Dr. Robin’s Covid-19 Updates

Vaccines…One Giant Step

But Still a Long and Winding Road

Photo by Dan Meyers on Unsplash

We are living in the age of miracles.

No one, not even Tony Fauci, dreamed we could go from learning the virus’ genetic sequence in January to putting vaccines into health care workers’ arms this week.

Things have happened fast — not dangerously fast, just amazingly fast — because of a ton of pre-planning. The technology for making vaccines with mRNA has been evolving for over a decade and the Phase I safety testing and the Phase 2 and 3 “effectiveness” (efficacy) trials were launched early and well.

Two important groups of scientists over the past few weeks reviewed data from Pfizer’s vaccine trials. On Thursday, the independent committee that advises the FDA reviewed the data publicly and recommended the FDA approve it.

Last Friday, December 11, the FDA said the Pfizer vaccine was a go. Next Friday it’s very likely they’ll say the same thing about the Moderna vaccine.

Some say Friday December 11, 2020 will go down in history as the day we began to recover from the pandemic.

I say Friday December 11, 2020 will go down in history as the beginning of the start of the first part of the initial phase of someday having things go back to something like normal.

Health care workers (and janitors and ward clerks) will get the first shots because they are the people who keep the hospitals running. Vaccines will also go right away to residents of long-term-care facilities.

The trucks carrying the vaccines are literally en route.

So everybody is now working overtime trying to figure out the logistics of getting those shots distributed: creating clinics, computer code, staff schedules, overnight.

Massachusetts General Hospital (MGH) is hoping they’ll give their first shots this THURSDAY, and aims to have their health care workers vaccinated by February. Other places started on Monday!

Even though it’s a huge logistical job to vaccinate all those people that fast, it’s going to be a cakewalk compared to vaccinating the rest of us hopefully starting in March.

First off, who is high priority and who gets it later? Talk about tricky.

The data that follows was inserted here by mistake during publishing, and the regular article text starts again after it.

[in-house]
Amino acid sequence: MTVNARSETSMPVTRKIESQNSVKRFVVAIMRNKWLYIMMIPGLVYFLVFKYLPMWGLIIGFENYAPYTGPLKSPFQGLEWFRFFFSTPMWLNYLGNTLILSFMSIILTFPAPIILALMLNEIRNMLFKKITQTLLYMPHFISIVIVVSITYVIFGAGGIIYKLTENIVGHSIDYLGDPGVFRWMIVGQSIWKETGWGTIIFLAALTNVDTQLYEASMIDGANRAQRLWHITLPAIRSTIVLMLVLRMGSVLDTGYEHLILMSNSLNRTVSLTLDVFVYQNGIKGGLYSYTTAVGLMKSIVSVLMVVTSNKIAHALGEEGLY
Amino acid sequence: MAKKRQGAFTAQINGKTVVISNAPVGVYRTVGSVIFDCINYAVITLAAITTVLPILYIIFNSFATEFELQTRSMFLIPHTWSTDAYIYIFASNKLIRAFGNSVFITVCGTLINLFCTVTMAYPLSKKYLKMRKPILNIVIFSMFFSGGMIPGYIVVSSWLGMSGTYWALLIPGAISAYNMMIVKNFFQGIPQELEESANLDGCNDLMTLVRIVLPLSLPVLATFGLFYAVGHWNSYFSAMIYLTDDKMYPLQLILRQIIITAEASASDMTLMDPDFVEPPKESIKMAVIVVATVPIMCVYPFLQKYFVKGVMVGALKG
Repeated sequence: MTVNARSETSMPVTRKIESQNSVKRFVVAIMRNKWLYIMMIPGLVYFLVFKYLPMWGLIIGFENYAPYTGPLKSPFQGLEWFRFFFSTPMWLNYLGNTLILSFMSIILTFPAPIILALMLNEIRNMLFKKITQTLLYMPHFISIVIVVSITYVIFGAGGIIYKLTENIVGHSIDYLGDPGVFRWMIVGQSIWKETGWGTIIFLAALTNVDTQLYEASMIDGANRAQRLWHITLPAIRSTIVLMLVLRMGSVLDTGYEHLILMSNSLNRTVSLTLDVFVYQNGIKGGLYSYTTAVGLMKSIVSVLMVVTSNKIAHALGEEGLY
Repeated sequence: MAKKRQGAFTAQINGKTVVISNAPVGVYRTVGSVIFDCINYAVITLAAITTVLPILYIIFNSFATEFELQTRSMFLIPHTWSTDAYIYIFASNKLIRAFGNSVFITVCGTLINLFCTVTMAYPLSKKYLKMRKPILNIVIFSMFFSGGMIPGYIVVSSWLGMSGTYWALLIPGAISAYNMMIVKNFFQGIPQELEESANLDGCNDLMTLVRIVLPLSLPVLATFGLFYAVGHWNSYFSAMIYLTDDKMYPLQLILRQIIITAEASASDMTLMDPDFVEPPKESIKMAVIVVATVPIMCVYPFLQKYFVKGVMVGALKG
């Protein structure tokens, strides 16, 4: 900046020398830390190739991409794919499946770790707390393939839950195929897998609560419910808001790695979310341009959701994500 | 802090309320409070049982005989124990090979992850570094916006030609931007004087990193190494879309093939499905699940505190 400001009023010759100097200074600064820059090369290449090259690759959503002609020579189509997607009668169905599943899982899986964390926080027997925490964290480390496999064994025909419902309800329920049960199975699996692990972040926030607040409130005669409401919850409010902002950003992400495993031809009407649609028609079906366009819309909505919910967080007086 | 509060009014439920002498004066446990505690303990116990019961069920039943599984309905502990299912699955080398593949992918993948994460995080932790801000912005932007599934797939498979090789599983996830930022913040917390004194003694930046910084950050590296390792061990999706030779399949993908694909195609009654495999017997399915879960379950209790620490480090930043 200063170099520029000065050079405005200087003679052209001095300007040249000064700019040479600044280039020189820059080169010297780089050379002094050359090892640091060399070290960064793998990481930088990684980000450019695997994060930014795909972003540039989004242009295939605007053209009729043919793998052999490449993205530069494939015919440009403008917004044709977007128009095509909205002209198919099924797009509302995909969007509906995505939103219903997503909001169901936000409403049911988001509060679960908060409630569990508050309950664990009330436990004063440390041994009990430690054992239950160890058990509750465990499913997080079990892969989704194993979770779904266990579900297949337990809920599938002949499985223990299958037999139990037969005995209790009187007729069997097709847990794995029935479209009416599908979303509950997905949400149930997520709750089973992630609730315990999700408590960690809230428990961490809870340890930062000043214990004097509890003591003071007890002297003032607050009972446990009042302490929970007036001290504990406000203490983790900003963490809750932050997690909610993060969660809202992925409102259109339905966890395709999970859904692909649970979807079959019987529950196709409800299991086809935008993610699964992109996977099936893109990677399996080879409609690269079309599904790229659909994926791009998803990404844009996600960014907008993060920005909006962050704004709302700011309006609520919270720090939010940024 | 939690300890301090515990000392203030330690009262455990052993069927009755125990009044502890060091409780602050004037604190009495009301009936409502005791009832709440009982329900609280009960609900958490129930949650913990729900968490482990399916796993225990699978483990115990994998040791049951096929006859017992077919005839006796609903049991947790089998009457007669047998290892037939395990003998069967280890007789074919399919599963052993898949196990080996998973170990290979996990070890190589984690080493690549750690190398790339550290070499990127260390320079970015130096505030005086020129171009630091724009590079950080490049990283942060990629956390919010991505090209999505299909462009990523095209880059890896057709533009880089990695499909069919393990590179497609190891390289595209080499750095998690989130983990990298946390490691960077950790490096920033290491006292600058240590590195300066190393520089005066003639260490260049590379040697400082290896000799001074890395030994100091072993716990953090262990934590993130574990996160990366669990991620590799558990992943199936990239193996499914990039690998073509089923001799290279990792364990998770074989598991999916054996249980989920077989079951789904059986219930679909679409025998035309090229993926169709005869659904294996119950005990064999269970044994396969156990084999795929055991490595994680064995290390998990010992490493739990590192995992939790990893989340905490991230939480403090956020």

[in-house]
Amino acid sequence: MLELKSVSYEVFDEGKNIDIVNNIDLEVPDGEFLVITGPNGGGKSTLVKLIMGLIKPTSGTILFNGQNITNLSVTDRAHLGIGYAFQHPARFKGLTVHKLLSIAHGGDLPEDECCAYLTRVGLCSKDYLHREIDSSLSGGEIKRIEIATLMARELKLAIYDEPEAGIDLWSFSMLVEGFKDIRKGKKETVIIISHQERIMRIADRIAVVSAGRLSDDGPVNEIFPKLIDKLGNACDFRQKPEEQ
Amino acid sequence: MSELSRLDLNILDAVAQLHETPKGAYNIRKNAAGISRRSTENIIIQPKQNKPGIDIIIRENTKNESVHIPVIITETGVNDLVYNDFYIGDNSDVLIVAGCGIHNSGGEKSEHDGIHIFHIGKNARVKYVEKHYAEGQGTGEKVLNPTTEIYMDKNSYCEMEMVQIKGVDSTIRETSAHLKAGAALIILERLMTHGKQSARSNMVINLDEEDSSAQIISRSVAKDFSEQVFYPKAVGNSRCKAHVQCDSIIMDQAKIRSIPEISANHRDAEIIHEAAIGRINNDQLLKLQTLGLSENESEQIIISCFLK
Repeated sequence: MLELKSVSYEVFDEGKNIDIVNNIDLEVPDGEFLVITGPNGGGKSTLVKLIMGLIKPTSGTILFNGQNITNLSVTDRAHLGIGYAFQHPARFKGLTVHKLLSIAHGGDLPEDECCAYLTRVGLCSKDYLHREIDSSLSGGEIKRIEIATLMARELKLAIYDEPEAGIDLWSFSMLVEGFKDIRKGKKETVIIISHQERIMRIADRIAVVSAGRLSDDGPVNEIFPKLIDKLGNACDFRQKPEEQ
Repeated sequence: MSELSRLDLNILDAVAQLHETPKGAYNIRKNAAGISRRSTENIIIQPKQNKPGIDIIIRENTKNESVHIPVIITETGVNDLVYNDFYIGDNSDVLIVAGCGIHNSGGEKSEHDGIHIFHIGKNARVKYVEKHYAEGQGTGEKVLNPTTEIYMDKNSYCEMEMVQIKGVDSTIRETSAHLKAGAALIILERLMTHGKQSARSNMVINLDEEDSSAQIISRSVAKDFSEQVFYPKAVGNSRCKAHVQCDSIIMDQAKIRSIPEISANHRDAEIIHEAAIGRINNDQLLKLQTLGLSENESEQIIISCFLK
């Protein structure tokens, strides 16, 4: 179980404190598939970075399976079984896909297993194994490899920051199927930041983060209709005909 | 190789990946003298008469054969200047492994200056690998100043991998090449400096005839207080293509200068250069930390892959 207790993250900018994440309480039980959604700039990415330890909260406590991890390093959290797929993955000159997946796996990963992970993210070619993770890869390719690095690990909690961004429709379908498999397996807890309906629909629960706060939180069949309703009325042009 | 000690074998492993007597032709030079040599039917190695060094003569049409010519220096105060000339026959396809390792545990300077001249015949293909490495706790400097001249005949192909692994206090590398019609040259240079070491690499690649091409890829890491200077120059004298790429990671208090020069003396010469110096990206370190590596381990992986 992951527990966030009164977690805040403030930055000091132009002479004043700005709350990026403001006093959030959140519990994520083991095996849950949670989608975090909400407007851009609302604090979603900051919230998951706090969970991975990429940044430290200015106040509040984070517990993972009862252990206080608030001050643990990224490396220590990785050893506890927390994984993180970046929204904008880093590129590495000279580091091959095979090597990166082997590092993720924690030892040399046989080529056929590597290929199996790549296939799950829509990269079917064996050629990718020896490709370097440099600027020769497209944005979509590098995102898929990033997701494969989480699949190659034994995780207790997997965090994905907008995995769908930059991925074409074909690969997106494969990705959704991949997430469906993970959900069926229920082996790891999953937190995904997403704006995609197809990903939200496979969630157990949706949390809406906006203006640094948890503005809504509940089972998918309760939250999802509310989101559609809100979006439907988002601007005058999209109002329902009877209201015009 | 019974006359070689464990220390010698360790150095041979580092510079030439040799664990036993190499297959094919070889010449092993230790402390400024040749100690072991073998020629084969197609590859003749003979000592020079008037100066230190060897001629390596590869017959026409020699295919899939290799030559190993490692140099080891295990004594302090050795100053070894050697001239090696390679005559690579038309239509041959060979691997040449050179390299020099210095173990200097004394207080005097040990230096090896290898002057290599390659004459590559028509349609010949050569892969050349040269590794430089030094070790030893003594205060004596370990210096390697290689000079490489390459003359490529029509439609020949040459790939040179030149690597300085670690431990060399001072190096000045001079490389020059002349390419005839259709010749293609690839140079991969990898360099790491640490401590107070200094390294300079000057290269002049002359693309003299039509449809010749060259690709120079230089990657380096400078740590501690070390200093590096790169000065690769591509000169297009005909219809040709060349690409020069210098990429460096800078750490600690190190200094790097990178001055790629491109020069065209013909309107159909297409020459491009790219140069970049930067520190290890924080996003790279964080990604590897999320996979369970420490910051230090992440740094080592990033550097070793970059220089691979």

It’s actually the individual states who decide who goes next. In Massachusetts the second phase will include teachers, transit workers, medically high-risk people, those with, for example, two co-morbidities. In adjacent states they may decide other groups have priority.

So where is your older Aunt Petunia going to be in all this? Will she be first in line because she’s got two risk factors, or later on because they’re not that bad? Nobody knows yet.

It’s also still unclear how and where she’ll get it. Will she need to line up at CVS, six feet apart at Town Hall, or at a mobile Vaccine Truck in a local park? Nobody knows yet.

Will it be March, or April, or May? How will she be reminded to go back for the second shot? Nobody knows yet.

How many kinds of vaccines will be available by March? Nobody knows yet. What about kids, pregnant women or women who are nursing? Nobody knows yet.

We are still building the plane while we fly it.

And this is a biiiiiiiiiiiiiiig plane — the largest public health project in the history of our world.

We do know that in the short-term the vaccines have seemed safe on the more than 70,000 people who have been scrutinized by hundreds of scientists and researchers. And we know there are protocols in place watching for side effects.

We do know lots of people get really sore arms, and in some groups more than 50 percent have a day of varying levels of misery due to fever, headache, body aches. So it’s not a free lunch. But so far, so good — the discomforts go away with in a day or so.

We do know it’s rare to see bad side effects happen more than six weeks after administering any vaccine — and so far that hasn’t happened with these vaccines. Time will tell.

We do know it looks like it works — boy oh boy, it looks like it works.

There were two groups of roughly 18,000 people in the Pfizer trial. One group got two doses of the vaccine and the another received placebos. If you got both vaccine shots, 8 people got Covid. If you didn’t get them, 162 got Covid.

Biiiiiiiiiiiiiiig difference.

And if you got the vaccine, your disease was much less likely to be severe.

There’s a lot we don’t know for sure. Data will accumulate — with longer follow-up, with more trials, with more time — and we’ll know more.

But we definitely know now we are living in the age of miracles.

On Thursday MGH announced they are opening clinics next week. They’re going to vaccinate our beloved heroic health care workers six days a week, twelve hours a day for weeks and weeks.

And then our time will come.

Nobody, not even Dr. Fauci, thought it could happen this fast.

Unfortunately, this won’t result in an instant return to normal. For a long time, more people will be unvaccinated than not and we don’t yet know if vaccines will have an impact on transmission.

We also don’t know how good the immunity will be, what kind of immunity it will be, or whether that immunity will last. We don’t even know yet for sure what’s the best test for immunity.

The bottom line is we have a lot to learn before we get to go back to some semblance of our old lives.

For now — until we do know more about all these things — we will have to continue to wear our masks, physically distance and avoid crowds.

But still, it’s a start. And it’s a biiiiiiiiiiiiiiig miracle.

{Robin Schoenthaler, MD is a Boston-based cancer doctor who has been writing straightforward fact-based no-blame-no-rumors-all-science-all-the-time essays about Covid-19 since March 2020.}

Covid-Translator. Cancer doc: ~Three decades at MGH. Writer and storyteller: Moth Grand Slam Champion. Mom. www.DrRobin.org, @robinshome, robinshome2@gmail.com

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